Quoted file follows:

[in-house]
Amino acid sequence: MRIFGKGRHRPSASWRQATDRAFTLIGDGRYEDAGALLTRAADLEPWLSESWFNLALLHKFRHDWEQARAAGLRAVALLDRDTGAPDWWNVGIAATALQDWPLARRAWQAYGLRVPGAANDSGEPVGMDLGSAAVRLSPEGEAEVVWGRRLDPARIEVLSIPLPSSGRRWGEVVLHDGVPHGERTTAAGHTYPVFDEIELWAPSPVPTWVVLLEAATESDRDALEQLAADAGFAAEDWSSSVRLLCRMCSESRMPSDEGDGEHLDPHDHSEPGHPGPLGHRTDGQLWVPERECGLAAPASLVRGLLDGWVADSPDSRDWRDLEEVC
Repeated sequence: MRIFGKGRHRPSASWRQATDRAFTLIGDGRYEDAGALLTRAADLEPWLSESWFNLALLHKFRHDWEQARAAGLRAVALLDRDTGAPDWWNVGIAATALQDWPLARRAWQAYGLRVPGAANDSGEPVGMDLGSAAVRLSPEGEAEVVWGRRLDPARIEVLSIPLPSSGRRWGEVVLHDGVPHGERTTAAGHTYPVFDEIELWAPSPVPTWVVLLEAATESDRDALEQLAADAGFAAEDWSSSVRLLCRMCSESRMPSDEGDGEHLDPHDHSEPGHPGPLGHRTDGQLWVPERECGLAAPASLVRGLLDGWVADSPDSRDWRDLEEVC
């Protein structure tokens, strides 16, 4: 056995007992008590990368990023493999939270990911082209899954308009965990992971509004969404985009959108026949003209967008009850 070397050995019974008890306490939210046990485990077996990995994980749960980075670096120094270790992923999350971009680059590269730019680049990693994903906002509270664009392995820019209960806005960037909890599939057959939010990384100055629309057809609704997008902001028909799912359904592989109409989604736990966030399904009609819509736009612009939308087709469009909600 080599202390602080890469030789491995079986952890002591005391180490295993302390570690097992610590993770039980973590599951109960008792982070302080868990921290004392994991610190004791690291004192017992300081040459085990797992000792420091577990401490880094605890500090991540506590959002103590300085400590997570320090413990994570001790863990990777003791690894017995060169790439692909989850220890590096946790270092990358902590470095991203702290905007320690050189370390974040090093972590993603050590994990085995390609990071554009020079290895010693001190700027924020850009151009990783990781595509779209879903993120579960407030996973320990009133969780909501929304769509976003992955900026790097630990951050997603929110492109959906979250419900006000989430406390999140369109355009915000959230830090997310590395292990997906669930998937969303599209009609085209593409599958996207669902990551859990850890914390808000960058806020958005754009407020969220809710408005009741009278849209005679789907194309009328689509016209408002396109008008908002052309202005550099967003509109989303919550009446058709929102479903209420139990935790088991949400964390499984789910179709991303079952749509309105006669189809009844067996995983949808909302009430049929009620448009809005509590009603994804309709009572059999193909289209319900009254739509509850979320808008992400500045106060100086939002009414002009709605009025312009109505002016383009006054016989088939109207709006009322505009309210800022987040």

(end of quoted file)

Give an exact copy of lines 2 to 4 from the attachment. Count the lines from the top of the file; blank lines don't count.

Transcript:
Amino acid sequence: MRIFGKGRHRPSASWRQATDRAFTLIGDGRYEDAGALLTRAADLEPWLSESWFNLALLHKFRHDWEQARAAGLRAVALLDRDTGAPDWWNVGIAATALQDWPLARRAWQAYGLRVPGAANDSGEPVGMDLGSAAVRLSPEGEAEVVWGRRLDPARIEVLSIPLPSSGRRWGEVVLHDGVPHGERTTAAGHTYPVFDEIELWAPSPVPTWVVLLEAATESDRDALEQLAADAGFAAEDWSSSVRLLCRMCSESRMPSDEGDGEHLDPHDHSEPGHPGPLGHRTDGQLWVPERECGLAAPASLVRGLLDGWVADSPDSRDWRDLEEVC
Repeated sequence: MRIFGKGRHRPSASWRQATDRAFTLIGDGRYEDAGALLTRAADLEPWLSESWFNLALLHKFRHDWEQARAAGLRAVALLDRDTGAPDWWNVGIAATALQDWPLARRAWQAYGLRVPGAANDSGEPVGMDLGSAAVRLSPEGEAEVVWGRRLDPARIEVLSIPLPSSGRRWGEVVLHDGVPHGERTTAAGHTYPVFDEIELWAPSPVPTWVVLLEAATESDRDALEQLAADAGFAAEDWSSSVRLLCRMCSESRMPSDEGDGEHLDPHDHSEPGHPGPLGHRTDGQLWVPERECGLAAPASLVRGLLDGWVADSPDSRDWRDLEEVC
């Protein structure tokens, strides 16, 4: 056995007992008590990368990023493999939270990911082209899954308009965990992971509004969404985009959108026949003209967008009850 070397050995019974008890306490939210046990485990077996990995994980749960980075670096120094270790992923999350971009680059590269730019680049990693994903906002509270664009392995820019209960806005960037909890599939057959939010990384100055629309057809609704997008902001028909799912359904592989109409989604736990966030399904009609819509736009612009939308087709469009909600 080599202390602080890469030789491995079986952890002591005391180490295993302390570690097992610590993770039980973590599951109960008792982070302080868990921290004392994991610190004791690291004192017992300081040459085990797992000792420091577990401490880094605890500090991540506590959002103590300085400590997570320090413990994570001790863990990777003791690894017995060169790439692909989850220890590096946790270092990358902590470095991203702290905007320690050189370390974040090093972590993603050590994990085995390609990071554009020079290895010693001190700027924020850009151009990783990781595509779209879903993120579960407030996973320990009133969780909501929304769509976003992955900026790097630990951050997603929110492109959906979250419900006000989430406390999140369109355009915000959230830090997310590395292990997906669930998937969303599209009609085209593409599958996207669902990551859990850890914390808000960058806020958005754009407020969220809710408005009741009278849209005679789907194309009328689509016209408002396109008008908002052309202005550099967003509109989303919550009446058709929102479903209420139990935790088991949400964390499984789910179709991303079952749509309105006669189809009844067996995983949808909302009430049929009620448009809005509590009603994804309709009572059999193909289209319900009254739509509850979320808008992400500045106060100086939002009414002009709605009025312009109505002016383009006054016989088939109207709006009322505009309210800022987040």